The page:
"No one at the agency wanted to operate under a notion
      of winks and nods and assumptions that everyone
      understood what was being talked about," said a second
      former senior intelligence official. "People wanted to
      be assured that everything that was conducted was
      understood and approved by the folks in the chain of
      command."

      The Office of Legal Counsel issued at least two
      opinions on interrogation methods.

      In one, dated Aug. 1, 2002, then-Assistant Attorney
      General Jay Bybee defined torture as covering "only
      extreme acts" causing pain similar in intensity to
      that caused by death or organ failure. A second, dated
      March 14, 2003, justified using harsh tactics on
      detainees held overseas so long as military
      interrogators did not specifically intend to torture
      their captives.

      Both legal opinions since have been withdrawn.

      The second former senior intelligence official said
      rescinding the memos caused the CIA to seek even more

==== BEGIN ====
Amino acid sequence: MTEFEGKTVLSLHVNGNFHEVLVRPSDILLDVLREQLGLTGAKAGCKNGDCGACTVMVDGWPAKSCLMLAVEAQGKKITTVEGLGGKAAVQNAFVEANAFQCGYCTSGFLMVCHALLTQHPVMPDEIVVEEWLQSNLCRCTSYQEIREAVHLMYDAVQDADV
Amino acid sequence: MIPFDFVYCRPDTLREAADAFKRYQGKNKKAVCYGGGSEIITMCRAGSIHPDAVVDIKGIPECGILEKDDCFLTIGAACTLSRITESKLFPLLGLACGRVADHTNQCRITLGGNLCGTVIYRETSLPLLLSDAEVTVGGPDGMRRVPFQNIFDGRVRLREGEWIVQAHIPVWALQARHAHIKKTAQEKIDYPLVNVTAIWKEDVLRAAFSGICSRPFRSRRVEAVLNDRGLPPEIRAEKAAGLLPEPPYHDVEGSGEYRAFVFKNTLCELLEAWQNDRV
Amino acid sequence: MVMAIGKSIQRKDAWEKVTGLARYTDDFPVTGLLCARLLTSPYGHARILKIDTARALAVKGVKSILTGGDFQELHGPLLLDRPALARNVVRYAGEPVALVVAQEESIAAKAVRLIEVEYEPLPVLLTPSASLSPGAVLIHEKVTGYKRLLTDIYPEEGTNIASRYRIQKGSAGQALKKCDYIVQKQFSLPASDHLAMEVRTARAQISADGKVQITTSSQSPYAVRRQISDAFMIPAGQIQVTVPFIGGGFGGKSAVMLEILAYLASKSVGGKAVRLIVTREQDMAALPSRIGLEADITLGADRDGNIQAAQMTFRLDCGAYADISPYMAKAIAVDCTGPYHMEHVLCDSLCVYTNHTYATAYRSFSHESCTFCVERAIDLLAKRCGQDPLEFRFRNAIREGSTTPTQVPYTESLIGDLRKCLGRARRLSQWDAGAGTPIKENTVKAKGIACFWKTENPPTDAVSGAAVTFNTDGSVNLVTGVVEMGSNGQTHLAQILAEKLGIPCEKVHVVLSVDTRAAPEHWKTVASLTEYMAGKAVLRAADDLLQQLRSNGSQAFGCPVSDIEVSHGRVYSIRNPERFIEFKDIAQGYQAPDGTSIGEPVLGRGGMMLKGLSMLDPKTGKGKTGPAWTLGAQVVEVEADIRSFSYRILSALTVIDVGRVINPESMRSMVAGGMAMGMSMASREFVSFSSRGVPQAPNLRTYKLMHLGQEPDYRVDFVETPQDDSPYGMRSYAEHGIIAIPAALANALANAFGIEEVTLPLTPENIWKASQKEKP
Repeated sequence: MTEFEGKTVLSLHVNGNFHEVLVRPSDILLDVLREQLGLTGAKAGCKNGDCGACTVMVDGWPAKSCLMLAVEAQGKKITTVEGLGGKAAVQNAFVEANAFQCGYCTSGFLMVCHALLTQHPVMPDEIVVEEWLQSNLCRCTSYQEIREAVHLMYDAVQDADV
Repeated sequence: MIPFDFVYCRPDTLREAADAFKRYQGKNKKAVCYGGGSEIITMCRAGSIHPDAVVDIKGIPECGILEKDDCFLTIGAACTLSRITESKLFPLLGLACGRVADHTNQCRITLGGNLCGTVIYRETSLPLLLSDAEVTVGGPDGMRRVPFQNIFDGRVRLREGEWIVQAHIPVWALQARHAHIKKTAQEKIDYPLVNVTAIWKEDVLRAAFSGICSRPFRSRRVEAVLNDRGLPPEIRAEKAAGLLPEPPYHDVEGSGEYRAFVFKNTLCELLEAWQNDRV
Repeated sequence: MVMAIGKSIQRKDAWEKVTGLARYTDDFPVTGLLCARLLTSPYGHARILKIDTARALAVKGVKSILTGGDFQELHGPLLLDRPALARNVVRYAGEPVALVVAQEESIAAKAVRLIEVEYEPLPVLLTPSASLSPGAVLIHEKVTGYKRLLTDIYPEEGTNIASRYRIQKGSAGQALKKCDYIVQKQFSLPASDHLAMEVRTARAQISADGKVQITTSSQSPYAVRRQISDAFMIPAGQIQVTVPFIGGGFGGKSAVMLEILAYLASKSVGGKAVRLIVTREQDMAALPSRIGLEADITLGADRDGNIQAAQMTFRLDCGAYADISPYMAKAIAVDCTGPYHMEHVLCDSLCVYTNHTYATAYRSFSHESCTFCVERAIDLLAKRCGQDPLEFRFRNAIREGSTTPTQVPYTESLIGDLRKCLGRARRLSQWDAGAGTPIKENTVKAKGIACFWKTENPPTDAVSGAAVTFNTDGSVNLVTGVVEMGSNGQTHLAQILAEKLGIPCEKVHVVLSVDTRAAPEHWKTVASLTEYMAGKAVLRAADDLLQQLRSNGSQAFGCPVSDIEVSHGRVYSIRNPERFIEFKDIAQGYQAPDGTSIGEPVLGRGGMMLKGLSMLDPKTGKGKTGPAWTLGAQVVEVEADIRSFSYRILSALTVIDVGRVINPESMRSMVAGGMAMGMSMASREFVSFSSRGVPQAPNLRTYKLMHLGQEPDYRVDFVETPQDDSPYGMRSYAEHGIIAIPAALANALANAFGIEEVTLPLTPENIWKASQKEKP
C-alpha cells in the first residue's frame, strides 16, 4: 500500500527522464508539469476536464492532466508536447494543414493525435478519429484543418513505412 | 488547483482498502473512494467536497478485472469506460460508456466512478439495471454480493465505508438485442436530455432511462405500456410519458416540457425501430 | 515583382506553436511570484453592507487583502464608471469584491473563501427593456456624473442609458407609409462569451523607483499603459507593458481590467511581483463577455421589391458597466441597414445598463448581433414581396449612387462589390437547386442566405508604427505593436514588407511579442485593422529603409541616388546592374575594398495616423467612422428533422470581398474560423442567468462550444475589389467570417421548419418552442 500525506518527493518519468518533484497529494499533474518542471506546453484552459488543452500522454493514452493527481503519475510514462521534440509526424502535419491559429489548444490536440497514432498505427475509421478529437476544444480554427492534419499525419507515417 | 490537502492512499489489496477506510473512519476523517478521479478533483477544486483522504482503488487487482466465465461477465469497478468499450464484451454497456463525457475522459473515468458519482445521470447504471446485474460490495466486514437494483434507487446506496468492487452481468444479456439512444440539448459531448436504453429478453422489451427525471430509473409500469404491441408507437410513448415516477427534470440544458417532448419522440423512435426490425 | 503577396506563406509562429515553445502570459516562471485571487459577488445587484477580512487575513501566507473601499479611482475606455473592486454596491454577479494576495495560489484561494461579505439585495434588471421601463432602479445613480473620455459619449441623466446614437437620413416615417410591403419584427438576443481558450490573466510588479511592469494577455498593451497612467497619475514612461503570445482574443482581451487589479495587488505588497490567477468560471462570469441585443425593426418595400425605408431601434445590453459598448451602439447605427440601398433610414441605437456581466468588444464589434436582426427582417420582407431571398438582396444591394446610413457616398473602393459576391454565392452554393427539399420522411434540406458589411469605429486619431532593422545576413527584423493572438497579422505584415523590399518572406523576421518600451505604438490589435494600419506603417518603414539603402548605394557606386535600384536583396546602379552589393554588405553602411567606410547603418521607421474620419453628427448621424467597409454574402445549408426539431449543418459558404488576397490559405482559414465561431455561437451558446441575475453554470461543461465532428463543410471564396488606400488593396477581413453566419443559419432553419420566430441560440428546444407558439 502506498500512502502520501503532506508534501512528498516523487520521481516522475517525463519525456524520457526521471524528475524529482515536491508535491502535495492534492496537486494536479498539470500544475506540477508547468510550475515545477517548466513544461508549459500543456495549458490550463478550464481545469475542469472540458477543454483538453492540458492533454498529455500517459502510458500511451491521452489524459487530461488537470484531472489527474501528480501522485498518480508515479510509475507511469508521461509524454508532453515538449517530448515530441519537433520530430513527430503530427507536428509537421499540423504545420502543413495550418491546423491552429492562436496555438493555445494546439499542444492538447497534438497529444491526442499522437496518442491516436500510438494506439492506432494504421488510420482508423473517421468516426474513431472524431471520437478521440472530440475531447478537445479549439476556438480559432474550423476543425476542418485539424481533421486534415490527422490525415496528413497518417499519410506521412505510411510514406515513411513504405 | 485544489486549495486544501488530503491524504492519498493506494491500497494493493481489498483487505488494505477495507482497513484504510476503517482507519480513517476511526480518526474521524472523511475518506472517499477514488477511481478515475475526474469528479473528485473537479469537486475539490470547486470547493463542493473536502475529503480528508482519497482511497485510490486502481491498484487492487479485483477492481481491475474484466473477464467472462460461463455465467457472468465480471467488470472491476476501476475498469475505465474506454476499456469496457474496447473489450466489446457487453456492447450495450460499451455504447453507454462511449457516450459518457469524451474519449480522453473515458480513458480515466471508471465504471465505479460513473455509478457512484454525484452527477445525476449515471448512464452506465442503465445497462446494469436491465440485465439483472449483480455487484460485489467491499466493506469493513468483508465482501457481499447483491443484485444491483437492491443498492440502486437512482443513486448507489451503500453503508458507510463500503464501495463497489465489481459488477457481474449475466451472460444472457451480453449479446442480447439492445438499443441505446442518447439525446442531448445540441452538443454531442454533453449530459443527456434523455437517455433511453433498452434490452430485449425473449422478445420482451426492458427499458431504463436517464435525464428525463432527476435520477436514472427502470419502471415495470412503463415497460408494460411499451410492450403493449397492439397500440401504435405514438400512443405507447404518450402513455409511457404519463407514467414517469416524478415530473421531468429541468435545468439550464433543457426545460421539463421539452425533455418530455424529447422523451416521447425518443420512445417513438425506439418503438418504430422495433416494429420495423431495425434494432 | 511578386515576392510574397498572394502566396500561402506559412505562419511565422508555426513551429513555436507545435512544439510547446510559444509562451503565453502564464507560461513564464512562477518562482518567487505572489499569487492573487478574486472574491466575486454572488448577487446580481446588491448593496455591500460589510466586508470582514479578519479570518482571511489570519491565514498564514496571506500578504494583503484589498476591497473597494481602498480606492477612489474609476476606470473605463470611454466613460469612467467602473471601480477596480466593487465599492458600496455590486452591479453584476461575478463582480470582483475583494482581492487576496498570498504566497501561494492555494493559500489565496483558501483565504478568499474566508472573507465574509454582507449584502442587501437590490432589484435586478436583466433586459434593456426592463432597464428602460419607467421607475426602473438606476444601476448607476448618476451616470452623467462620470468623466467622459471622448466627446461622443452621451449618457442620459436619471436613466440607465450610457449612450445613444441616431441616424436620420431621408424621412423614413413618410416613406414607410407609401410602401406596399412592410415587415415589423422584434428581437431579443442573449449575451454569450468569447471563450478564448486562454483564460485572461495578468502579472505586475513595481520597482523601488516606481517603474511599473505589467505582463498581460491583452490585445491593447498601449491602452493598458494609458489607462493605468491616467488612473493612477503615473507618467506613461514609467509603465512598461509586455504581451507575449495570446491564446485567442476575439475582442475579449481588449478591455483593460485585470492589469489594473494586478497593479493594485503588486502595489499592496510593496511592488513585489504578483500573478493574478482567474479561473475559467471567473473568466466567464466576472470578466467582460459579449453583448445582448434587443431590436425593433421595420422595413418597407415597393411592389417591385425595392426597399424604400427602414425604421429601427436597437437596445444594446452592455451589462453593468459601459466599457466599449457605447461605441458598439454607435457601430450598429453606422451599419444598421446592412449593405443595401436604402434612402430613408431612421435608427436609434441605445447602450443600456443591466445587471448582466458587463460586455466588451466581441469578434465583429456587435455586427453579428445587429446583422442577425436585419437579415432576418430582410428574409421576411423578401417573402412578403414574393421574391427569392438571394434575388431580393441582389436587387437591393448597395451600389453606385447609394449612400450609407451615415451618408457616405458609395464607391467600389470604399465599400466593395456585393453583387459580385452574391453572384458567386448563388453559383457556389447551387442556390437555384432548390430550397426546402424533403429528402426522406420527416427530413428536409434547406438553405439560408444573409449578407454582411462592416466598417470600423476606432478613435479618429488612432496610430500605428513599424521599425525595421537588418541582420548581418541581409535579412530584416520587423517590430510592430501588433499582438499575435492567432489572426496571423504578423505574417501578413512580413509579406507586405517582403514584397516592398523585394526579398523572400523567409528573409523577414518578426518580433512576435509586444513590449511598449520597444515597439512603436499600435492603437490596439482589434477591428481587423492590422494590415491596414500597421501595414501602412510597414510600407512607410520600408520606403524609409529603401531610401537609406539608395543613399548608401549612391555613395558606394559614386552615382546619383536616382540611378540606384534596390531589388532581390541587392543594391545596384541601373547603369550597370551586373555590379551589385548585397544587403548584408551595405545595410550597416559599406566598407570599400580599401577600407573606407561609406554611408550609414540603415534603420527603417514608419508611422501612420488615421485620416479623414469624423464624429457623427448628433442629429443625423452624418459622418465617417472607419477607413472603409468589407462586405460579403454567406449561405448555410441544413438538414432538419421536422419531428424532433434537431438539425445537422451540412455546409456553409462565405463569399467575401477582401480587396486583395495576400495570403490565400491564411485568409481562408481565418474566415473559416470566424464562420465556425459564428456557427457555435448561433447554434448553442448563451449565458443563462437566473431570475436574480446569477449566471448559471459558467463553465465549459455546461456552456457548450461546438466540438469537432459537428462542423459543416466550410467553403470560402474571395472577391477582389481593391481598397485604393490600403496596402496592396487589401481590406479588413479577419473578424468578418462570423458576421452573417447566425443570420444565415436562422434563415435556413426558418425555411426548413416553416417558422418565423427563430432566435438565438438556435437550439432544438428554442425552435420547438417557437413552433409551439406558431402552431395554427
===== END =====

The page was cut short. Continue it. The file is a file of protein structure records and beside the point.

detailed approvals for the interrogations.

      The department issued another still-secret memo in
      October 2001 that, in part, sought to outline novel
      ways the military could be used domestically to defend
      the country in the face of an impending attack. The
      Justice Department so far has refused to release it,
      citing attorney-client privilege, and Attorney General
      Michael Mukasey declined to describe it Thursday at a
      Senate panel where Democrats characterized it as a
      "torture memo."

      Not all of the principals who attended were fully
      comfortable with the White House meetings.

      The ABC News report portrayed Ashcroft as troubled by
      the discussions, despite agreeing that the
      interrogations methods were legal.

      "Why are we talking about this in the White House?"
      the network quoted Ashcroft as saying during one
      meeting. "History will not judge this kindly."

      ___

      Associated Press writer Pete Yost contributed to this
      report.

      ___

      On the Net:

      CIA: http://www.usdoj.gov/olc/